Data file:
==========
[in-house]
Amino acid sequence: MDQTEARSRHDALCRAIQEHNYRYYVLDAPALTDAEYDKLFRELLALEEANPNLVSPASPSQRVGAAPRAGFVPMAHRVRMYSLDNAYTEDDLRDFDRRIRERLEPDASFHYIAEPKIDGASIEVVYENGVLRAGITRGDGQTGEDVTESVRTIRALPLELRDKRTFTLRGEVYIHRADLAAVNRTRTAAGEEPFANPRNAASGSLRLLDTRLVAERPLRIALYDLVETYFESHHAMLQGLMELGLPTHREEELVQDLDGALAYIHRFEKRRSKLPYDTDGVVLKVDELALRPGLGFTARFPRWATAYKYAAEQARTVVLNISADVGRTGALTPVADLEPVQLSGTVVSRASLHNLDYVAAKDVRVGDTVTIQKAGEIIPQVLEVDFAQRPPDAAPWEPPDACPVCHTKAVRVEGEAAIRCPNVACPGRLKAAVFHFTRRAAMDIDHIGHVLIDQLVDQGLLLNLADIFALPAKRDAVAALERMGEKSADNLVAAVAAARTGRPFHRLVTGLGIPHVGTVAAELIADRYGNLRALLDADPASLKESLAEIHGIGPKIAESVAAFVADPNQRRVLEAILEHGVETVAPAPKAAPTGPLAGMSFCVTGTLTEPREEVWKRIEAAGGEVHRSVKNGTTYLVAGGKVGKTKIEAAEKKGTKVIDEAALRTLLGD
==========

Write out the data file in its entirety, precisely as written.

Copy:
[in-house]
Amino acid sequence: MDQTEARSRHDALCRAIQEHNYRYYVLDAPALTDAEYDKLFRELLALEEANPNLVSPASPSQRVGAAPRAGFVPMAHRVRMYSLDNAYTEDDLRDFDRRIRERLEPDASFHYIAEPKIDGASIEVVYENGVLRAGITRGDGQTGEDVTESVRTIRALPLELRDKRTFTLRGEVYIHRADLAAVNRTRTAAGEEPFANPRNAASGSLRLLDTRLVAERPLRIALYDLVETYFESHHAMLQGLMELGLPTHREEELVQDLDGALAYIHRFEKRRSKLPYDTDGVVLKVDELALRPGLGFTARFPRWATAYKYAAEQARTVVLNISADVGRTGALTPVADLEPVQLSGTVVSRASLHNLDYVAAKDVRVGDTVTIQKAGEIIPQVLEVDFAQRPPDAAPWEPPDACPVCHTKAVRVEGEAAIRCPNVACPGRLKAAVFHFTRRAAMDIDHIGHVLIDQLVDQGLLLNLADIFALPAKRDAVAALERMGEKSADNLVAAVAAARTGRPFHRLVTGLGIPHVGTVAAELIADRYGNLRALLDADPASLKESLAEIHGIGPKIAESVAAFVADPNQRRVLEAILEHGVETVAPAPKAAPTGPLAGMSFCVTGTLTEPREEVWKRIEAAGGEVHRSVKNGTTYLVAGGKVGKTKIEAAEKKGTKVIDEAALRTLLGD